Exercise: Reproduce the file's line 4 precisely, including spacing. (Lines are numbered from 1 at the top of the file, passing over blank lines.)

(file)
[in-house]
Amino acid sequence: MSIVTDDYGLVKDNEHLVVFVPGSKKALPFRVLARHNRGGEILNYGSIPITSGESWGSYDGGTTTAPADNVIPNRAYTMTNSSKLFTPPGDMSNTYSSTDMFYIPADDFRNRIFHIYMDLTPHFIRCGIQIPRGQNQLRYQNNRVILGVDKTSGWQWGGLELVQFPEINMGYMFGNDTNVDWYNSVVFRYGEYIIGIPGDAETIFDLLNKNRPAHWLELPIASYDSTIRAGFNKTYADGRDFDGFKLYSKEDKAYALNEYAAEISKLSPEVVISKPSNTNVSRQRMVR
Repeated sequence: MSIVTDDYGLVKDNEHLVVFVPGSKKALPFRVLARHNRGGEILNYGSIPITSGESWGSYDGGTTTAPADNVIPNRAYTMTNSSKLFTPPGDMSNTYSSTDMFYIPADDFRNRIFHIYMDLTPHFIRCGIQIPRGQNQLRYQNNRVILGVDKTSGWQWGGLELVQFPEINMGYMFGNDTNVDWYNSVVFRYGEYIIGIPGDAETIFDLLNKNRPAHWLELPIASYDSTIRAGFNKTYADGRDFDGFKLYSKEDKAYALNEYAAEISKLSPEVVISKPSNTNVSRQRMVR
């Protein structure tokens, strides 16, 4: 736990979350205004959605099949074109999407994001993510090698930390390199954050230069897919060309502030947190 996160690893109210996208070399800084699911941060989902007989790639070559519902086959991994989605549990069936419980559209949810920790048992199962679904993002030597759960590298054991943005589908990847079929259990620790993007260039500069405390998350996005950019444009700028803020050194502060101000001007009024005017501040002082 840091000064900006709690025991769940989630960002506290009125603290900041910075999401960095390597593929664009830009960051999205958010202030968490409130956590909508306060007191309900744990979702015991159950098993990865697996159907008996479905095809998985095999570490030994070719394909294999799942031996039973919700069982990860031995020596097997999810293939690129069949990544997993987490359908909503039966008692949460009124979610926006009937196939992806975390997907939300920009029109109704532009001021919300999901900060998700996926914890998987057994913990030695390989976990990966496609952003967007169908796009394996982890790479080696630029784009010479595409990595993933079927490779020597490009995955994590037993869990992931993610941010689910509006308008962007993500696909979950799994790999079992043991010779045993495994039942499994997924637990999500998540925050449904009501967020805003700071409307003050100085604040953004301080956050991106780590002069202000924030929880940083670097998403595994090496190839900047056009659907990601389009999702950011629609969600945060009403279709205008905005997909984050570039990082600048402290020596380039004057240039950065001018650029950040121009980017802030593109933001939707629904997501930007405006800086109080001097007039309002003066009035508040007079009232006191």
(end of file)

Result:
């Protein structure tokens, strides 16, 4: 736990979350205004959605099949074109999407994001993510090698930390390199954050230069897919060309502030947190 996160690893109210996208070399800084699911941060989902007989790639070559519902086959991994989605549990069936419980559209949810920790048992199962679904993002030597759960590298054991943005589908990847079929259990620790993007260039500069405390998350996005950019444009700028803020050194502060101000001007009024005017501040002082 840091000064900006709690025991769940989630960002506290009125603290900041910075999401960095390597593929664009830009960051999205958010202030968490409130956590909508306060007191309900744990979702015991159950098993990865697996159907008996479905095809998985095999570490030994070719394909294999799942031996039973919700069982990860031995020596097997999810293939690129069949990544997993987490359908909503039966008692949460009124979610926006009937196939992806975390997907939300920009029109109704532009001021919300999901900060998700996926914890998987057994913990030695390989976990990966496609952003967007169908796009394996982890790479080696630029784009010479595409990595993933079927490779020597490009995955994590037993869990992931993610941010689910509006308008962007993500696909979950799994790999079992043991010779045993495994039942499994997924637990999500998540925050449904009501967020805003700071409307003050100085604040953004301080956050991106780590002069202000924030929880940083670097998403595994090496190839900047056009659907990601389009999702950011629609969600945060009403279709205008905005997909984050570039990082600048402290020596380039004057240039950065001018650029950040121009980017802030593109933001939707629904997501930007405006800086109080001097007039309002003066009035508040007079009232006191």